Manawatu River's health improving, report says
The health of the Manawatu River has received a mixed review in a report released today on progress in efforts to clean it up.
The Manawatu River Leaders Accord released its second progress report at Te Manawa this afternoon, marking three years since the accord was signed.
While some key indicators from the report show improvement in the river's health, nutrient, algae and periphyton levels are generally still above the recommended targets in the Horizons Regional Council's One Plan.
River Leaders' Forum independent chair Richard Thompson said improving the state of the Manawatu River was a long-term project, but there were some promising findings in these early stages.
The report's findings include overall improving trends in nutrient levels and levels of bacteria, as set out in an independent science report commissioned by Horizons Regional Council.
However, the level of periphyton in the river has grown over the past five years, an indication water quality is degrading.
"It is difficult to explain why periphyton abundance is increasing when nutrient levels - one of the primary drivers of periphyton abundance - are decreasing," the report says.
Overall the river, when measured against the other 76 monitored rivers in New Zealand, has "relatively poor water quality" on a national scale.
However the state of the river was what could be expected from a waterway in which 80 per cent of the catchment was used in agriculture and just 20 per cent was native bush.
The report says the river is far from being the worst river in the Western World, as was reported by some media in 2007.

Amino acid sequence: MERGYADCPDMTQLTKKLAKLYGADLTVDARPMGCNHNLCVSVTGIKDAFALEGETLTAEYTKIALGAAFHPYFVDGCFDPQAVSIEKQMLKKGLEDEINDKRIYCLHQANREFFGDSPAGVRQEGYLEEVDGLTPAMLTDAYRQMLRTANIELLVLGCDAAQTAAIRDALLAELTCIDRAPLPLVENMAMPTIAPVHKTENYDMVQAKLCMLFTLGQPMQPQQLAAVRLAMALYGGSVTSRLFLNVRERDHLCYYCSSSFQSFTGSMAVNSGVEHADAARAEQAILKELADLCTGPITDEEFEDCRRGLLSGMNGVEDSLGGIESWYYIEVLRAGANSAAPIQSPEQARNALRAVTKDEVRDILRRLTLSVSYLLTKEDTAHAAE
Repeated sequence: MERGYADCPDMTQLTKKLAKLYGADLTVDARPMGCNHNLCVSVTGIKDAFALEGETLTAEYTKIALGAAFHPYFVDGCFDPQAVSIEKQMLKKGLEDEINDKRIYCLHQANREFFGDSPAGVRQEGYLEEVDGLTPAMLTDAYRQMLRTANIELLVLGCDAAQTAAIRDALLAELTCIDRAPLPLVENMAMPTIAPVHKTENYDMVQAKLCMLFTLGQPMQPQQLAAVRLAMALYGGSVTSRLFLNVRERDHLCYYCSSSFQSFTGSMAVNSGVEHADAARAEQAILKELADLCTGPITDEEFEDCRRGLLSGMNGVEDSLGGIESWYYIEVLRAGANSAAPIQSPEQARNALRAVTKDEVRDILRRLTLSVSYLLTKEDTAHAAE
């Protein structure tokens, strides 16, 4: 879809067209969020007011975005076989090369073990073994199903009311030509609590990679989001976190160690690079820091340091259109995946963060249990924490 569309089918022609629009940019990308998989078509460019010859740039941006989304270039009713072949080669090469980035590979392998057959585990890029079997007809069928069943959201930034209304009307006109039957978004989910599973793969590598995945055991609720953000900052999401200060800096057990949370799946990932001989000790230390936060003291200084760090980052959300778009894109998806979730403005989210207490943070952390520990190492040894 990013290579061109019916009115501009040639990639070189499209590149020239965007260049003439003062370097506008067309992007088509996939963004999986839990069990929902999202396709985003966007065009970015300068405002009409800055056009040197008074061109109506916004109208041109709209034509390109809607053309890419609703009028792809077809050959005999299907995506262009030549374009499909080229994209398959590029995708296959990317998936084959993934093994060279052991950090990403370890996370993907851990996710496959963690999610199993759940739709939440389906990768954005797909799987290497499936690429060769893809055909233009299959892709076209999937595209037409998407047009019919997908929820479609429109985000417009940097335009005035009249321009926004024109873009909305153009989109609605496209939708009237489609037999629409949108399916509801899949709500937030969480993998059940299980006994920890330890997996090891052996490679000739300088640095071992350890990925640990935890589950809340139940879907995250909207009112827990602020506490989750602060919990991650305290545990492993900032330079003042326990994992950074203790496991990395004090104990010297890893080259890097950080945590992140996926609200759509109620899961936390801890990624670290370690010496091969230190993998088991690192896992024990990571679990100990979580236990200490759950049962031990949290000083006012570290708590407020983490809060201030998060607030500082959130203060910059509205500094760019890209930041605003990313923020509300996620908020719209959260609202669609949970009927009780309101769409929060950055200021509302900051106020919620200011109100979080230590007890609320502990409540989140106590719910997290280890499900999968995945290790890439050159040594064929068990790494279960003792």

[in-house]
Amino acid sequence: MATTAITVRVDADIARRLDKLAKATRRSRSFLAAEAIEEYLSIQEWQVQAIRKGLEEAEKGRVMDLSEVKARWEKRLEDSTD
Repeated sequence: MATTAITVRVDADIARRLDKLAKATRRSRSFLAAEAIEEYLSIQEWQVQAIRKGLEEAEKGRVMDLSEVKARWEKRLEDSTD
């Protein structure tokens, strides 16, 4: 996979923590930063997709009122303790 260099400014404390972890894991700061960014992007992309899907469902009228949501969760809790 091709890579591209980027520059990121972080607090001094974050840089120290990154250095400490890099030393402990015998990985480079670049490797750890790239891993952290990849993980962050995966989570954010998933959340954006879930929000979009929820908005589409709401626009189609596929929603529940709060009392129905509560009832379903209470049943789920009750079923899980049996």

"This comment was based on modelling of information collected from a faulty dissolved oxygen sensor that, when used in ecosystem modelling, suggested very high levels of water pollution."
The latest dissolved oxygen readings at the same site show it is not "grossly contaminated as previously reported".
The report also details the work that has been done since 2011 to improve the health of the river. This includes the construction of fences along more than 100km of waterways in the catchment and the planting of more than 75,000 native plants.
Those plants are split between riparian areas and erosion-prone hill country, where more than 750ha of at-risk land has been protected.
Horizons freshwater and science manager Dr Jon Roygard said care must be taken in attributing trends to changes in management practices over such a short timeframe, but the results are encouraging.
"There is still plenty of room for improvement when it comes to water quality but I am cautiously optimistic that things are looking up across the catchment," he said.
Other successes include improvements to wastewater treatment plants in Tararua, Manawatu and Horowhenua and the discovery and ongoing restoration of the North Island's largest known whitebait spawning habitat at Whirikino.
The Manawatu Catchment is now one of the most heavily monitored and studied catchments in New Zealand and Mr Thompson says this stands the Forum and community in good stead to make a change.
"We have an in-depth understanding of the challenges our river faces, allowing funding and effort to be directed to where it's needed most."
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